Debasing the English Language: What Murdoch Really Said to Parliament

Entangled in his newspapers disgusting practice of hacking into the private e-mails and phones of innocent victims, Rupert Murdoch appeared before Parliament yesterday and boldly took responsibility and apologized. Or did he?

Murdoch took a time honored approach to controversy and scandal. He butchered the English language in the service of his personal and business self-interest, carefully choosing words that cloaked insincerity in the fine linen of humility.

In what is being called an apology he stated, "I also have to say that I failed, I am very sorry about it." Seems straightforward enough.

But now come the verbal gymnastics. First, "It was an omission by me." OK, what is that supposed to mean?! It's the classic "non-denial denial," asserting that while he had nothing to do with the evil act, he would take responsibility for it as head the organization. I didn't do anything wrong, but I'm sorry. The extent of Murdoch's and other executive's knowledge of the hacking is at the heart of the continuing investigation, and not just in Britain. So without directly saying it, he's denying knowledge and intent. Hmmm.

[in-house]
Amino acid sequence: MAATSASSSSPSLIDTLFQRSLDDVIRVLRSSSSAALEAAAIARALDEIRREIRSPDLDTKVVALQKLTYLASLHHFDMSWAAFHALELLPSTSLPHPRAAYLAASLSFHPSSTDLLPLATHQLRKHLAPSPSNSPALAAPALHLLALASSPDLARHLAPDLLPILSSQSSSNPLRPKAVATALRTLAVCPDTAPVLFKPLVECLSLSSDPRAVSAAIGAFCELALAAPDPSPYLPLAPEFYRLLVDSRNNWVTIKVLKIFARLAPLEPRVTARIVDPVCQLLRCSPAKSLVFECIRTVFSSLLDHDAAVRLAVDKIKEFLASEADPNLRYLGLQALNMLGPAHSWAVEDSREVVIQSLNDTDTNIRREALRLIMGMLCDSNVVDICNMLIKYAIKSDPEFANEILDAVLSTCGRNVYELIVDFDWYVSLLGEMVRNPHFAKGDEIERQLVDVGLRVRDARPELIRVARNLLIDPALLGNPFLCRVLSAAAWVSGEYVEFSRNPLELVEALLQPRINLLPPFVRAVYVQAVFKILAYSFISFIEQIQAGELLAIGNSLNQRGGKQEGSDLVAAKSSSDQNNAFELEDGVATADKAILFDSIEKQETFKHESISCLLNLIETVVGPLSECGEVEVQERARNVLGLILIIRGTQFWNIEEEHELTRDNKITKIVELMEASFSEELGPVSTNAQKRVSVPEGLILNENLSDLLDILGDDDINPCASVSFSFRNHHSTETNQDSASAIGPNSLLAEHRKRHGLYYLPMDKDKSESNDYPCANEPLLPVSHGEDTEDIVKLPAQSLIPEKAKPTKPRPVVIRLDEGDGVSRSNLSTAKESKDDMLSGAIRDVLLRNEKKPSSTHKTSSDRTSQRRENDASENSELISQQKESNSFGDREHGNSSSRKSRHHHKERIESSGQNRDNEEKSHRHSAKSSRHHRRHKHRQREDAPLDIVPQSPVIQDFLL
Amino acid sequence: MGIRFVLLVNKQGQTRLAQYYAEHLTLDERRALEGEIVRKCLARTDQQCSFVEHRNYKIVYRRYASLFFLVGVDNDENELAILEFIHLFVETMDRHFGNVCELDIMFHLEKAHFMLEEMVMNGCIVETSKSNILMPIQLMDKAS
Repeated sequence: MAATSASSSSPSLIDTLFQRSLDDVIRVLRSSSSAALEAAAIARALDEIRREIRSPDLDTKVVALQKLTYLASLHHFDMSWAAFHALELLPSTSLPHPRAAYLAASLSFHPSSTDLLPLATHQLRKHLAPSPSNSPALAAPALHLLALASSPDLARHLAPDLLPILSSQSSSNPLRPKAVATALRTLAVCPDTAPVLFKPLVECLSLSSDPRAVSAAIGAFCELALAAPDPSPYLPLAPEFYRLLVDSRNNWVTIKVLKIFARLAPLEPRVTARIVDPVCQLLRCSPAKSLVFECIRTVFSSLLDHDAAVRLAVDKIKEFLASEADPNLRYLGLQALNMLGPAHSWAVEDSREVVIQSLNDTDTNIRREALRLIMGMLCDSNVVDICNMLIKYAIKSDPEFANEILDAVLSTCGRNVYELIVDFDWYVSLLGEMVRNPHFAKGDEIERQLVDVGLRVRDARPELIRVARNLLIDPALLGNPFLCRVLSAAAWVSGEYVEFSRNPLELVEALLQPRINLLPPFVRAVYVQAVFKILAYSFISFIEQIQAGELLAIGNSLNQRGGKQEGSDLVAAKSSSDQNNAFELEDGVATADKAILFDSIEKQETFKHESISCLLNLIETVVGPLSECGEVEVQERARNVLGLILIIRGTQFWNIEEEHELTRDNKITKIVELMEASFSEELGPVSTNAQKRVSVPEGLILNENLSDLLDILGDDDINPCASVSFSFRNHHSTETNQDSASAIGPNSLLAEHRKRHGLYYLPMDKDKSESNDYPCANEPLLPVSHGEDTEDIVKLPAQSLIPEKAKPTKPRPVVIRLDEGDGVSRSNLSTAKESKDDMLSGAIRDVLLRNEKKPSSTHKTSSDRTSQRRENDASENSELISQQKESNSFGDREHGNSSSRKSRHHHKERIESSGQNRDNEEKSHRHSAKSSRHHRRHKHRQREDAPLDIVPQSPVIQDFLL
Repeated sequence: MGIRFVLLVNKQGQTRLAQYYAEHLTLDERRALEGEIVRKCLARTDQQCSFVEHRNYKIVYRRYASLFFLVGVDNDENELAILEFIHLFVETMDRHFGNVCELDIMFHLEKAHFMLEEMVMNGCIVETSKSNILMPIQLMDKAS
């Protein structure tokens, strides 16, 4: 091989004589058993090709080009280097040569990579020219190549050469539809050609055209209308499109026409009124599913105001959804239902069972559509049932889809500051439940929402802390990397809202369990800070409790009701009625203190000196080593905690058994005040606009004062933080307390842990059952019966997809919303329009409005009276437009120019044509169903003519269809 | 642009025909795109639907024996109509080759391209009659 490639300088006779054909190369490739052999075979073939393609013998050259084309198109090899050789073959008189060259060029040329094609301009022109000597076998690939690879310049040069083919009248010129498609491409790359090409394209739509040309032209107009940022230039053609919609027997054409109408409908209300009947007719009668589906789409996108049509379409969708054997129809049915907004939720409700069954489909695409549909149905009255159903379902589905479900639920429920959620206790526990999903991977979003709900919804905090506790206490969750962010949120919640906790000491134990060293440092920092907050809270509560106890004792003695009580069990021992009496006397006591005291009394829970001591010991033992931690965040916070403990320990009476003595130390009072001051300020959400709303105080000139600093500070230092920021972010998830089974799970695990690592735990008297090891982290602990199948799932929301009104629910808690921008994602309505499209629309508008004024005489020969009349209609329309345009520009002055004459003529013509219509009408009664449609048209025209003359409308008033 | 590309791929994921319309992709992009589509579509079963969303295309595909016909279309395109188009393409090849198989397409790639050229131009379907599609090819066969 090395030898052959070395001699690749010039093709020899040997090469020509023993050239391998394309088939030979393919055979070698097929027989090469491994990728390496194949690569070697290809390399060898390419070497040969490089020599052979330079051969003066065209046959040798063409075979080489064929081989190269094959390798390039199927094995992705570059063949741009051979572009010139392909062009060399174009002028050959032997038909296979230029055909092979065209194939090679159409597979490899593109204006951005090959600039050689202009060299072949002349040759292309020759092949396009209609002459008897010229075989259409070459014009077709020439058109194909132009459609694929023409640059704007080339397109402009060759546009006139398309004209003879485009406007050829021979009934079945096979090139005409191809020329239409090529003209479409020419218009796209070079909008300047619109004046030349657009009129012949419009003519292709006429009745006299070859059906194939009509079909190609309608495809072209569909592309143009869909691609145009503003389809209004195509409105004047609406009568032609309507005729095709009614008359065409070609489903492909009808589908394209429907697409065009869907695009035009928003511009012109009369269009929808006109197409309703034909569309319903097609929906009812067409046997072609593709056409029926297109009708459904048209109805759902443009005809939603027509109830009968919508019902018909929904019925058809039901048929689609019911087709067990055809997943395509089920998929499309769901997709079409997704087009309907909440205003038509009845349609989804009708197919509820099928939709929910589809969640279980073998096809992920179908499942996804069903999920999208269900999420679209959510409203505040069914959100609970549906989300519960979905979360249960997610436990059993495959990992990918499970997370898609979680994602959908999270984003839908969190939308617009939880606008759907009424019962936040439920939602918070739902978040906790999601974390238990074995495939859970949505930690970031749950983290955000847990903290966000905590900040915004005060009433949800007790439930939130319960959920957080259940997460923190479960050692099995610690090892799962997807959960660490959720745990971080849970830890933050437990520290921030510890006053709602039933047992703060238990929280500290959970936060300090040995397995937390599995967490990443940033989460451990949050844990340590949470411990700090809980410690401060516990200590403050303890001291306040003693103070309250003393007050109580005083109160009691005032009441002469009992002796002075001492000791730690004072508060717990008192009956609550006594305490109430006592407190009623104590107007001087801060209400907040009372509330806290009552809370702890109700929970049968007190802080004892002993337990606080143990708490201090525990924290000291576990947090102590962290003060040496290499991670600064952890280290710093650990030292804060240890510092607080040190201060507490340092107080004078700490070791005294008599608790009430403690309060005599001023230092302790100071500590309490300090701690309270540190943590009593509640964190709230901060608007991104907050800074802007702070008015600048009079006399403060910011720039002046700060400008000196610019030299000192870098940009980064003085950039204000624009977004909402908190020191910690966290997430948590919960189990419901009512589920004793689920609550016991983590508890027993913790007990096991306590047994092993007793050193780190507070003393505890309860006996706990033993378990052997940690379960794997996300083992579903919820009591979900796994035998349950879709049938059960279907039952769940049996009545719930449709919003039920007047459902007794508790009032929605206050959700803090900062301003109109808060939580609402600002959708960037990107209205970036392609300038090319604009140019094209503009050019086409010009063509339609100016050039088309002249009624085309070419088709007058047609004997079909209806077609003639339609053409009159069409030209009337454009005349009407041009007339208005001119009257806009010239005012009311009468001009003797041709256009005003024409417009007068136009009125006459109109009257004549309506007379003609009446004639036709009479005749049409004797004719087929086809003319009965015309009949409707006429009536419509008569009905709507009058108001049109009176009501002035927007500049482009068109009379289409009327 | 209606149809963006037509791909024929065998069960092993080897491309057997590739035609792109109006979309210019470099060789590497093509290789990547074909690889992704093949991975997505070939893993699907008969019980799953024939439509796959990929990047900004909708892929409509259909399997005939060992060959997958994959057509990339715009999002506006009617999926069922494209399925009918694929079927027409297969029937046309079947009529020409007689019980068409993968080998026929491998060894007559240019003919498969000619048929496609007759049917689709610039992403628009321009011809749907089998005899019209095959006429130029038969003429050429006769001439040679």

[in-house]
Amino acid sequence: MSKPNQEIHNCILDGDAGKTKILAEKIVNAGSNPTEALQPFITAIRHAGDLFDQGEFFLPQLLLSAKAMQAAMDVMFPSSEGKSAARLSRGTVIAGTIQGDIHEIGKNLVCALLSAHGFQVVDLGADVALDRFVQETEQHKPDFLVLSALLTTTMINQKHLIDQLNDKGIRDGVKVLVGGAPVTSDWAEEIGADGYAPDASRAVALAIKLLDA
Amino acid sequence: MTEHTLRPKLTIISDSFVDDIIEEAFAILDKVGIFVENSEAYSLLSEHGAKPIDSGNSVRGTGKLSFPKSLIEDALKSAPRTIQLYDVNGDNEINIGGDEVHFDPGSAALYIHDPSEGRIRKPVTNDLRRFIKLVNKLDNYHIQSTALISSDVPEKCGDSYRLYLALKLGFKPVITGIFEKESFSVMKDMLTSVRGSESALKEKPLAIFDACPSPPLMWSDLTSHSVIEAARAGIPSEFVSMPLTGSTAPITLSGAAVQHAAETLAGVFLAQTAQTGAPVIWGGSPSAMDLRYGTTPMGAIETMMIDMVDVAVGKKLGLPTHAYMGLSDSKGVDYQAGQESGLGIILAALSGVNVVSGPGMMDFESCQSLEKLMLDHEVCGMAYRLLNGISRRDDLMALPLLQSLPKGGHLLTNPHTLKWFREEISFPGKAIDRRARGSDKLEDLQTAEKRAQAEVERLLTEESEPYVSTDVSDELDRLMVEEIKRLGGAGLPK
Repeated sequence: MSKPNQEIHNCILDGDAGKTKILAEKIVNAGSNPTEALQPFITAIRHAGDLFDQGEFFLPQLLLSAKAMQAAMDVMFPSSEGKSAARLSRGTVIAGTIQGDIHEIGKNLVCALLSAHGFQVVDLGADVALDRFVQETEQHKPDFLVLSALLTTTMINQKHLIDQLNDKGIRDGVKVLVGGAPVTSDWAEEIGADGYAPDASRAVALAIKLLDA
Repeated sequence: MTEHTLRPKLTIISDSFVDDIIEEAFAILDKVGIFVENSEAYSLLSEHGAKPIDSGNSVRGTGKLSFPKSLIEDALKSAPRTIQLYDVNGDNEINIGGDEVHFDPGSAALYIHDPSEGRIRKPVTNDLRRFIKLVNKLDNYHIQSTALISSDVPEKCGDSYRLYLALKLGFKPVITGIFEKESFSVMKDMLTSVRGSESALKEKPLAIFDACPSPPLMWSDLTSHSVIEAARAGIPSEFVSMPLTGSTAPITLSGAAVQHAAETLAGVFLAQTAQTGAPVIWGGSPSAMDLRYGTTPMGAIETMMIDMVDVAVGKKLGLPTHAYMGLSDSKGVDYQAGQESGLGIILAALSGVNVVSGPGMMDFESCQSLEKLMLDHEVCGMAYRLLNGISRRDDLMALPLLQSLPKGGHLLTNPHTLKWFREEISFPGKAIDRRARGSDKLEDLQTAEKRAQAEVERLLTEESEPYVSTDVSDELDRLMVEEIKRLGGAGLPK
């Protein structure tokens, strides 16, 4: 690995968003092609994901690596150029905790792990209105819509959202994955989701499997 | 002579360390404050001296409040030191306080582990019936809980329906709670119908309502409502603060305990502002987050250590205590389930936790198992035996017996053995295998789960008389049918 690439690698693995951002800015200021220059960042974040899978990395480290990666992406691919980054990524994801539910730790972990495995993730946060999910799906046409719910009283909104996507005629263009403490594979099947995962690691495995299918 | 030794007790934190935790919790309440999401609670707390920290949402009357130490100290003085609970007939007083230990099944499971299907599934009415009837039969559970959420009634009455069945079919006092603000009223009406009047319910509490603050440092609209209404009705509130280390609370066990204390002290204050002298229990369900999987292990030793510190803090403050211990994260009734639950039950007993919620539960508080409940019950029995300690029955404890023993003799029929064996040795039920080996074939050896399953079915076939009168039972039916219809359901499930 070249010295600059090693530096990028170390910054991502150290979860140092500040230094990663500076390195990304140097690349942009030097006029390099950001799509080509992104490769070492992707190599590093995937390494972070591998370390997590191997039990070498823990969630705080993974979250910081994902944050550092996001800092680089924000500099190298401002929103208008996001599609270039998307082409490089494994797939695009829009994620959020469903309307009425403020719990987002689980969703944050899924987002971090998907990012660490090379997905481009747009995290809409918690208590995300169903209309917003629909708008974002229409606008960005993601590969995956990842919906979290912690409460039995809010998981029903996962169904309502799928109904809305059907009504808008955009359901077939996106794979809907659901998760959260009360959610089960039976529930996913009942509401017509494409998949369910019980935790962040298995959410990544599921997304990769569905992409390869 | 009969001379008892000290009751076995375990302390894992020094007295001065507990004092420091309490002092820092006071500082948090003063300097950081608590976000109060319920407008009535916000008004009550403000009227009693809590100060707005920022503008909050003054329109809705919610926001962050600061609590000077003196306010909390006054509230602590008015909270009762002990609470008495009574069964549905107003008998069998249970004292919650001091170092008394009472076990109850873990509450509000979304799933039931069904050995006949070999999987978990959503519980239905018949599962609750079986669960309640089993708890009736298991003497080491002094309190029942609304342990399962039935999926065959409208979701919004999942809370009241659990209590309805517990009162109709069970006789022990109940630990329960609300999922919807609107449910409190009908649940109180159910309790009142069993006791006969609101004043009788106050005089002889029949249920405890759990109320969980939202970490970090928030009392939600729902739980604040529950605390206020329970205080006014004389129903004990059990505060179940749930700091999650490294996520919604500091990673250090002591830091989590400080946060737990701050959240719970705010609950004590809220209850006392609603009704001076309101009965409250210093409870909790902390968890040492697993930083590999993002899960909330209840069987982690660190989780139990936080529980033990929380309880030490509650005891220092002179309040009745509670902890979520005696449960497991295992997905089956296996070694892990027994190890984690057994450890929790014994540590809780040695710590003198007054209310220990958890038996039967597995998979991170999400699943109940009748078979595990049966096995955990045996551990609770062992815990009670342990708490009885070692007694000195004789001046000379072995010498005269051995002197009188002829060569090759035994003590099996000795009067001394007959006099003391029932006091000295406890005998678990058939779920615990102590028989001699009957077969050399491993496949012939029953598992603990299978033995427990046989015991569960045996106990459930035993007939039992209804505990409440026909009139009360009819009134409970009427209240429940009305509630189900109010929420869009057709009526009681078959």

The next step is even better. Not only is Murdoch not personally accountable for the hacking, he's really its victim. "There's no question in my mind that... someone took charge of a cover-up, which we were victim to and I regret." Woof. Rogue hirelings have betrayed and victimized him.

It's a "non-apology apology" to steal a phrase. Back in the day Bill Safire and Bill Schneider would eat this kind of thing alive. Both men understood that journalists do more than repeat statements, they explain what they mean. It may be that Rupert Murdoch was asleep at the switch and a few bad apples caused a problem. It may also be that by word, deed and culture he was the architect of a pervasive attack on the privacy rights of innocent victims. The factual uncertainty about what happened in Murdoch-ville remains, and even Rupert is entitled to the final results of the investigation before we render judgement.

But public people are the custodians of the language and when it is debased or manipulated, deeper wrongs are committed than the deeds of the moment. It is always, always a sign of deeper political and social problems when leaders abuse language for their own purposes. Journalists have to point an accusing finger when the language is bent in the service of protecting the powerful. After all, Murdoch's a newspaper man and ought to be the last one to use double-speak in such an important and delicate matter. "J'accuse."

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